Although considerable work has been done to ensure the system records
financial cost centre and subjective code information as accurately as
possible, more work is needed to "cleanse" the system of duplicate jobs
(particularly where a single job has loaded into the ESR system as several
different ones, due to cost centre and/or occupational code differences),
incorrect staff group information, obsolete cost centre details etc, some of
which will have an effect on reports.

Other aspects of the ESR system continue to be developed including the
Training and Learning Administration modules (Oracle Learning
Management). A roll out plan for use of this is being prepared, with all
centrally recorded programmes including mandatory training, now being
recorded within ESR. This will enable the Trust to extract information from a
single system when preparing reports for Risk Assessment reports. The
system is also being used to book staff onto centrally booked courses, and
reports are being tested currently. The next steps will be to consider whether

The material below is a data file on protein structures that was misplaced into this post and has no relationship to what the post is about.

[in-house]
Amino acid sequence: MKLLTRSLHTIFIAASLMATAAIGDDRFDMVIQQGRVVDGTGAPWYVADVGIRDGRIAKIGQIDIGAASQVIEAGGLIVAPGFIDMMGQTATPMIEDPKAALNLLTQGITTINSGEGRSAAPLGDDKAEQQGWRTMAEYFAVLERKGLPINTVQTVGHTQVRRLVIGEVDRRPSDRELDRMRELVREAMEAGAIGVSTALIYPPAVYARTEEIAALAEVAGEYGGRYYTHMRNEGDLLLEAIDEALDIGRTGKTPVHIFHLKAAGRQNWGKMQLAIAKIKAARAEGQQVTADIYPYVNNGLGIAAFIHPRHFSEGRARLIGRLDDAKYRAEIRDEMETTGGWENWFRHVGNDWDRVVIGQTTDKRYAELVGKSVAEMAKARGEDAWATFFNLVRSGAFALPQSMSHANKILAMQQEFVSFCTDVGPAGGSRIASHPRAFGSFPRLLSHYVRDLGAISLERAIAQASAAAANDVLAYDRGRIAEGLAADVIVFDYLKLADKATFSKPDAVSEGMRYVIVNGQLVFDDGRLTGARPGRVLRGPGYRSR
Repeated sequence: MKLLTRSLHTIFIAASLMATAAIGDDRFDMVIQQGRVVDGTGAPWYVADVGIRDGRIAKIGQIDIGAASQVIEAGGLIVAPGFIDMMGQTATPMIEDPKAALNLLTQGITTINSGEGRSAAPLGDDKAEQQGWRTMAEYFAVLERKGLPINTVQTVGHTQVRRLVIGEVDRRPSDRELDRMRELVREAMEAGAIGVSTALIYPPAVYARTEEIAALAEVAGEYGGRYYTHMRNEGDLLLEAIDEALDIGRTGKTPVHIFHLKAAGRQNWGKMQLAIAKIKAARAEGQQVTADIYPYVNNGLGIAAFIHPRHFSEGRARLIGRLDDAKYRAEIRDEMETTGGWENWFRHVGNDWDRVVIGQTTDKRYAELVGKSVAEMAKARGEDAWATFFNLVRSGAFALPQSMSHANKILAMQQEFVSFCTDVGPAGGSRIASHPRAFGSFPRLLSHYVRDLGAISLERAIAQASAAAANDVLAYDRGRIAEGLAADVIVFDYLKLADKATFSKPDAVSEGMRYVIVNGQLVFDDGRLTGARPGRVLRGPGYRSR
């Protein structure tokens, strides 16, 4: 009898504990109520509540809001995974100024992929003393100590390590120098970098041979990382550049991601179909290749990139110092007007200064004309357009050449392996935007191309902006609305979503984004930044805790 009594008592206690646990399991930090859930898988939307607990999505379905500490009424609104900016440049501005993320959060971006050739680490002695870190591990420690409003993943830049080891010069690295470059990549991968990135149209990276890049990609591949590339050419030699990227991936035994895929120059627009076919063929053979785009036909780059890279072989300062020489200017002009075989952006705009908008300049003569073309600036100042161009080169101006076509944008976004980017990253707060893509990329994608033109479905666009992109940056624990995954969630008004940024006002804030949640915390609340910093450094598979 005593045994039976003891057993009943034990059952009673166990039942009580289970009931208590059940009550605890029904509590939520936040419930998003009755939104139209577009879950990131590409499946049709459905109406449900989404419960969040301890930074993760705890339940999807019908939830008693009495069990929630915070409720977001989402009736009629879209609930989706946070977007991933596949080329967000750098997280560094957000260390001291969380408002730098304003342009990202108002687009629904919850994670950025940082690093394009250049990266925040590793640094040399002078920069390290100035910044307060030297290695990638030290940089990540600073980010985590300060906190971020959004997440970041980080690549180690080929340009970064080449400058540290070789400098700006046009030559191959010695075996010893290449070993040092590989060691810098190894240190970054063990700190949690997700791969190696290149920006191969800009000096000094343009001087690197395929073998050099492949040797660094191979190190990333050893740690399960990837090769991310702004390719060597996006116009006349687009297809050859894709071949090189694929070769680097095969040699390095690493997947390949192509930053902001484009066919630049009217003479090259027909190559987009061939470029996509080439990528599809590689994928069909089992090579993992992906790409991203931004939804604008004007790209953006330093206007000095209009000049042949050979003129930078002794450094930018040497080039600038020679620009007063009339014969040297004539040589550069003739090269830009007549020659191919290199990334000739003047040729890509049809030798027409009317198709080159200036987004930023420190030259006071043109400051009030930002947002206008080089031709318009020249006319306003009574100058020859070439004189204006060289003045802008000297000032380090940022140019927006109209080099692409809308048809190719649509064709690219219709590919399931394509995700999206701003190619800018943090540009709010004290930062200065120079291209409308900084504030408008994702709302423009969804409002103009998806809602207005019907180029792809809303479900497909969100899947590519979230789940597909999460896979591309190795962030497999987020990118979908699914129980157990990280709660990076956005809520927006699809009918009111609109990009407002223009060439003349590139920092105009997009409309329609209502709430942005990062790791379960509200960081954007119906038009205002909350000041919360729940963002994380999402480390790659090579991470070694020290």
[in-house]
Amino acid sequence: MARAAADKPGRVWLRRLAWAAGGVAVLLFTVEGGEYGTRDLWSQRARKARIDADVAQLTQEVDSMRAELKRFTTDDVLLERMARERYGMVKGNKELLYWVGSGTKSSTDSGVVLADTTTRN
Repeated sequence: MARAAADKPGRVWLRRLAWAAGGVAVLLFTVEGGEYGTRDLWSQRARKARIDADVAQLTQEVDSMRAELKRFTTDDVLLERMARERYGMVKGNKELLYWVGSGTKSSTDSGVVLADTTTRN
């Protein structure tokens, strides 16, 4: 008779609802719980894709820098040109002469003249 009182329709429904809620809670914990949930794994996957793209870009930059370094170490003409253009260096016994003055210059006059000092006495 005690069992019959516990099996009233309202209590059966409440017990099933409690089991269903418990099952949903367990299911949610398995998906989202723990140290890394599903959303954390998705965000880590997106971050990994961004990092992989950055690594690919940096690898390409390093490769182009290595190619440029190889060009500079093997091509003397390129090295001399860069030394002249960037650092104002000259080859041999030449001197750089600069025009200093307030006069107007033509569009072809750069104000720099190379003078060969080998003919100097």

competence and qualification information can be recorded within ESR, which
would be particularly useful for clinical staff, where such information can be
utilised to prioritise future training and target "hot spots" where gaps in training
delivery may compromise patient care if not addressed.

Preparatory work to pilot use of the Bank Administration module is also being
done. Whilst this does not link directly with the pay system, it will provide a no
cost means of recording bank activity, and matching shifts requested to staff

The Trust has been represented at the Regional User Group meeting, and all
the regional Special Interest Groups to date. Most recently a series of